Accused cat euthanizer Paul Zhang didn’t appear in court on Wednesday, but the case is not closed.

Paul Zhang, the former Greenacres man accused of wrongly euthanizing so-called “community cats,” was a no-show in court Wednesday morning. He could now face an arrest warrant.


But the dozen people who sat patiently while waiting for a chance to speak out and confront Zhang in Courtroom 1 at the South County Courthouse left disappointed.


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Those like Penny Pshonick had expected the opportunity to face the accused cat euthanizer. But he did not appear and a court official could not reach him by phone.


"[I was] hoping to see him and [have him] pay for what he’s done to these beautiful animals that were loving, caring and trusted us humans. They were the sweetest cats," Pshonick said.


The judge overseeing the case said Zhang’s absence doesn’t mean Pshonick and others lost their chance to confront Zhang.


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The court will instead send another notice to what is likely Zhang’s new address in Virginia. If he still doesn’t appear in court, a bench warrant will be issued for his arrest.


"Then we will get some teeth into the matter," Judge Paul Damico said.


Zhang faces a civil trial for allegedly having 26 cats and one dog euthanized, telling their caretakers that he would be transporting the animals to a sanctuary in Stuart or Orlando. Only there was no sanctuary.


Palm Beach County Animal Care and Control issued Zhang four civil citations for failing to provide proper animal care and one citation for interfering with enforcement.


Some of the cats were what are called "community cats," free-roaming felines that have gone through the trap-neuter-vaccinate-return process and are cared for by a designated volunteer. Palm Beach County has between 140,000 and 200,000 community cats.


The others, including an 8-year-old Chihuahua named Daisy, belonged to a woman who was under the impression that Zhang was taking the animals to a sanctuary. Before he left New York in 2012, Zhang had community cats under his care euthanized when he couldn’t find anyone to take over his colonies.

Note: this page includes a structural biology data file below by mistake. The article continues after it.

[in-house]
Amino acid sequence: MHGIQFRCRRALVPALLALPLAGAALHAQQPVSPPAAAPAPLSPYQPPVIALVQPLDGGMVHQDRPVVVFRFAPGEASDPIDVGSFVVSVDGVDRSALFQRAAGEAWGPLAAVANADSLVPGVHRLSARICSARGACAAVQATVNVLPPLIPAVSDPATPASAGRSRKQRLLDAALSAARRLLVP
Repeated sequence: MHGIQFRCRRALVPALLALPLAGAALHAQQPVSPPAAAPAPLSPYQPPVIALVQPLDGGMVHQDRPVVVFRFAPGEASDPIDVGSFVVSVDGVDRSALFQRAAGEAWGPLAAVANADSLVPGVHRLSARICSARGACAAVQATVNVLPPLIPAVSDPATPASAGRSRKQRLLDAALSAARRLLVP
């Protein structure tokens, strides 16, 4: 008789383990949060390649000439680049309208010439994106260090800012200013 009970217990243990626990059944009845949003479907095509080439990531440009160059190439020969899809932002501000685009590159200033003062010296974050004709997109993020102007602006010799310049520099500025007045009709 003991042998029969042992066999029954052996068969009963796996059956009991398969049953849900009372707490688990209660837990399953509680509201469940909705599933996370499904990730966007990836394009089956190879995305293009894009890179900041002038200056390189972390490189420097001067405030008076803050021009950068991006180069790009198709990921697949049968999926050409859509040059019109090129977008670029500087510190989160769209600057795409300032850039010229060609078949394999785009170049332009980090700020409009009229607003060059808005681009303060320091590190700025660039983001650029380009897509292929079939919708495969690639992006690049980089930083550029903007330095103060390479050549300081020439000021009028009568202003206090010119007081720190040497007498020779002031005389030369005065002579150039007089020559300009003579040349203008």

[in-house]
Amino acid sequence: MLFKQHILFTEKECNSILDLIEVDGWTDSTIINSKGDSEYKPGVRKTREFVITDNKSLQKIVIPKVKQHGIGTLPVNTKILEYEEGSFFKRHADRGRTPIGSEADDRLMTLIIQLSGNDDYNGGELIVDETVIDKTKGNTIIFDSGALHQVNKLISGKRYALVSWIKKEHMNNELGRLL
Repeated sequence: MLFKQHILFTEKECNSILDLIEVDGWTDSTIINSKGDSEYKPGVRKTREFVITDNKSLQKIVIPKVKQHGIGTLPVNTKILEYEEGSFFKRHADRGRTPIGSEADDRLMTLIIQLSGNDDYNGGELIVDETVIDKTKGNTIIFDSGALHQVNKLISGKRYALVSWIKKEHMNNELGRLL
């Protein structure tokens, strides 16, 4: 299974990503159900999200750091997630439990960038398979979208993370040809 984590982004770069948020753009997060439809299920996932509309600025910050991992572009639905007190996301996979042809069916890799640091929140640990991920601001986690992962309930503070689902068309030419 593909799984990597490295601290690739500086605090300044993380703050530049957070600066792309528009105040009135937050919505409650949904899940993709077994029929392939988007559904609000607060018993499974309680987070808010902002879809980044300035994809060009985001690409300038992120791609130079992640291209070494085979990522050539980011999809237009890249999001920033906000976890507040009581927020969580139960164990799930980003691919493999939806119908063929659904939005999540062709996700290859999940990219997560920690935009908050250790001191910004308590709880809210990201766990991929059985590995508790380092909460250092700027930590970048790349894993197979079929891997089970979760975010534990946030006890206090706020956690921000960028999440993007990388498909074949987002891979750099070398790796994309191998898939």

"I’ve never seen anything like this in my life, your honor," said Animal Care and Control Sgt. Adam Moulton. "It’s sickening and very upsetting."


Witnesses called in this case, however, didn’t testify Wednesday because Zhang wasn’t there.


Moulton said a notice was sent to Zhang’s Greenacres address, and he cited a Palm Beach Post article in which Zhang said he wasn’t certain whether he’d make the court date.


But because county records show Zhang sold his condo in Greenacres, Damico said another hearing date would be sent to Zhang’s apparent Virginia address. Damico gave Zhang the benefit of the doubt that he might not have officially known about the court date.


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Pshonick cared for several colonies of community cats in Boynton Beach. Tears welled in her eyes as she recalled the names of those that went missing. Calvin, Sammy, Sunshine.


"It’s very upsetting that we put all these years of love and kindness into them, and they love us unconditionally. They were hurt by the hands that they thought [they could] trust in," she said.


Animal Care and Control Director Dianne Sauve said she wasn’t surprised by Zhang’s absence, but applauded Damico for indicating "he’s not going to let this go."


In the meantime, Sauve said Moulton would reach out to the animal care department in Virginia to warn them about Zhang.


"The good news is that this isn’t ending. It’s following him to Virginia," Sauve said.


hmorse@pbpost.com


@mannahhorse